Anonymous asked in SportsRunning · 1 month ago

Lower back pain and sore shoulders after running?

Newer runner here. 👋

Recently I’ve been experiencing pain in my central, lower back and in my shoulder muscles the day following my runs. Sometimes my back hurts for a few days. 

I have been to a specialty shop to have my shoes fitted and I don’t believe poor footwear is the culprit. 

Any tips? 

3 Answers

  • .
    Lv 7
    1 month ago

    My suggestions would be:

    >>Tighten your abs when you run (and do some core exercises as part of your cross training). That will help support your back.

    >>Make sure your posture is correct (you aren't slouching when you run, which can happen when runners get tired) or lifting up in your shoulders. Your shoulders should be relaxed, arms at your sides swinging forward and back, hands relaxed.

    >>Avoid running on concrete (asphalt is better, and a rubber track or grass/dirt is even better as far as reducing impact on the body)

    >>Roll out (foam roll) your hamstrings, as tight hammies can cause lower back pain

    >>Make sure you are warming up prior to running, and doing some dynamic stretches to get your body ready

    >>Cool down and do some static stretches after your run, especially stretching your shoulders, chest, neck, back, hips, hamstrings, quads, calves, shins. Also do some knee, hip, ankle flexibility moves.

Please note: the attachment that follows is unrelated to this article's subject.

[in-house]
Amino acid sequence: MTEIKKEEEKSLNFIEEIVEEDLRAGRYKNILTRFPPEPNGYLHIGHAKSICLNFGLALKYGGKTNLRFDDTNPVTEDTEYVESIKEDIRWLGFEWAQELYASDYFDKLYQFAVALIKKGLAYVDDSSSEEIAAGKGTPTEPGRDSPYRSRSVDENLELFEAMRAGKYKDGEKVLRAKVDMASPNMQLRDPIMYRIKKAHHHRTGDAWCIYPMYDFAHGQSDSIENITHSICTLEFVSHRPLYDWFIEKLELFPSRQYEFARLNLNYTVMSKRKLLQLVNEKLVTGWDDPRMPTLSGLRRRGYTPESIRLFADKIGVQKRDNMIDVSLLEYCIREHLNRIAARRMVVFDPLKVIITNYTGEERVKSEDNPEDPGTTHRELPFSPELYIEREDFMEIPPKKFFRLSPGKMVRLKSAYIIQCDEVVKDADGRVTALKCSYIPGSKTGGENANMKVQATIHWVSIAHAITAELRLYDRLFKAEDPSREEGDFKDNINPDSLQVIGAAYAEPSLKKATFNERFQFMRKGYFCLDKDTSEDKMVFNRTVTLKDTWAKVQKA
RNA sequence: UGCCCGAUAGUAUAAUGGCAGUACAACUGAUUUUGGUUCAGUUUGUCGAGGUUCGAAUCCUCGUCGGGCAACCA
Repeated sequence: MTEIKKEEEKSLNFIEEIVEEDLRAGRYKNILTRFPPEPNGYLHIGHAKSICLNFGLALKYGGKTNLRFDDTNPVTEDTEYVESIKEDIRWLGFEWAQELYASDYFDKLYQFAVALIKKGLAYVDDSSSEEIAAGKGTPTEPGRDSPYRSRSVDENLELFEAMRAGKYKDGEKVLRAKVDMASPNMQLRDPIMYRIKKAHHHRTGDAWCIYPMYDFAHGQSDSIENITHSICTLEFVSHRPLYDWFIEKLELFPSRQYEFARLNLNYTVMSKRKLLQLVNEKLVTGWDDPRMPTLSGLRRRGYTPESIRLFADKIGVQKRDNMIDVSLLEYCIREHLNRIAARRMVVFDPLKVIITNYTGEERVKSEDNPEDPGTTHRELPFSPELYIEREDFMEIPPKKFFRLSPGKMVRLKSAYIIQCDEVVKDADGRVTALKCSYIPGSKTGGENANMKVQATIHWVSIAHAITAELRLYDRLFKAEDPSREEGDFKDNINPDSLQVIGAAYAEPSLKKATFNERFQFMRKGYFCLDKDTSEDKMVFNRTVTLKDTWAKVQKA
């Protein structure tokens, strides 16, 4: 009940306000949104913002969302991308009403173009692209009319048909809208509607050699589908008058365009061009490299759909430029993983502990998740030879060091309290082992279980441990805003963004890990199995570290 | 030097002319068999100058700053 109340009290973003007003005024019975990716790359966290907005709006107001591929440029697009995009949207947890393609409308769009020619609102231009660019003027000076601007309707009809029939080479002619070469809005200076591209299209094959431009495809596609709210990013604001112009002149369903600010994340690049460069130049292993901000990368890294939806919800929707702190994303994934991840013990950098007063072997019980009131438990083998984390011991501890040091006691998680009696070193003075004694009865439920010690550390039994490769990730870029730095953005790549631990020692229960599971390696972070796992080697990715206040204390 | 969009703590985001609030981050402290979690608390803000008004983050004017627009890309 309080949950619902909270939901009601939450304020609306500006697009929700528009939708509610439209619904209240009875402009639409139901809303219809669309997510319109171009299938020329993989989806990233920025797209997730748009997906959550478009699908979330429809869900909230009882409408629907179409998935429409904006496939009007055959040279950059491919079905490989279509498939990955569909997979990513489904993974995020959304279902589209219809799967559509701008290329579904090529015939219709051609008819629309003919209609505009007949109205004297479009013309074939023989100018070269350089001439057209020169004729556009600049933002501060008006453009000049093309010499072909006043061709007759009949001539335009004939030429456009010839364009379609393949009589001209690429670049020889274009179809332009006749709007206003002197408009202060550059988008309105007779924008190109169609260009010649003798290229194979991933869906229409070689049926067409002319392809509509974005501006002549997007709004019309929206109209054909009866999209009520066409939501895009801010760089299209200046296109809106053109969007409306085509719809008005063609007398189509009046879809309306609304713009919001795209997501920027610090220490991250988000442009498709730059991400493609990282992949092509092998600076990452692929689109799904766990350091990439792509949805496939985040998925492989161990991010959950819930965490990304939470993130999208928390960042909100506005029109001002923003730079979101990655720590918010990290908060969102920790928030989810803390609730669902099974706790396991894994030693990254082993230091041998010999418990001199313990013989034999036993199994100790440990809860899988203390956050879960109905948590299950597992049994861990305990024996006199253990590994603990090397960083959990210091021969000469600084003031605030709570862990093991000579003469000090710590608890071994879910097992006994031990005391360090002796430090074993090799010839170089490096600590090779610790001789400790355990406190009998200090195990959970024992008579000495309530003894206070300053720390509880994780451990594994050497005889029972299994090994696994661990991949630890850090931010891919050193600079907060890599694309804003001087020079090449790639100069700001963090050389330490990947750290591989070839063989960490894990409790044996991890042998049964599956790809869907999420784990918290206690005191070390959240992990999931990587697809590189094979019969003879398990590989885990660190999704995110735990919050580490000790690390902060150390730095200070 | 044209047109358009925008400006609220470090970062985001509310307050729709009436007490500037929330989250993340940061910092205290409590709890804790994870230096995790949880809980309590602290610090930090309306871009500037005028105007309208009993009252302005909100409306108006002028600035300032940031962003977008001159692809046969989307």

• Ashley
    Lv 7
    1 month ago

    The back pain sounds like a weak core, (no shame in that) it’s common among new runners and it’s an easy fix if you work on building the core muscles. Planks are a great way to build core strength, try three sets of holding for 30-40 seconds, work your way up to a minute as you get stronger.

    Your shoulder pain sounds like poor posture, which will improve with your core strength. As you fatigue during a run, you’ll naturally want to lean forward/slouch, which not only hinders your breathing but strains your shoulders and back, rather you should make sure to keep your chest out/shoulders back (but relaxed), head over shoulders, shoulders over hips, and hips should be over your mid-foot upon landing. Check your posture throughout your run, especially as you start feeling tired. It’s easy (at least for me) to tense up when I’m getting tired, but you’ll save yourself some pain by staying relaxed and keeping good posture. 

    Hopefully this helps and good luck with your running 

  • Anonymous
    1 month ago

    It may be that you need to invest in some running shoes that do a better job reducing impact on your spine.

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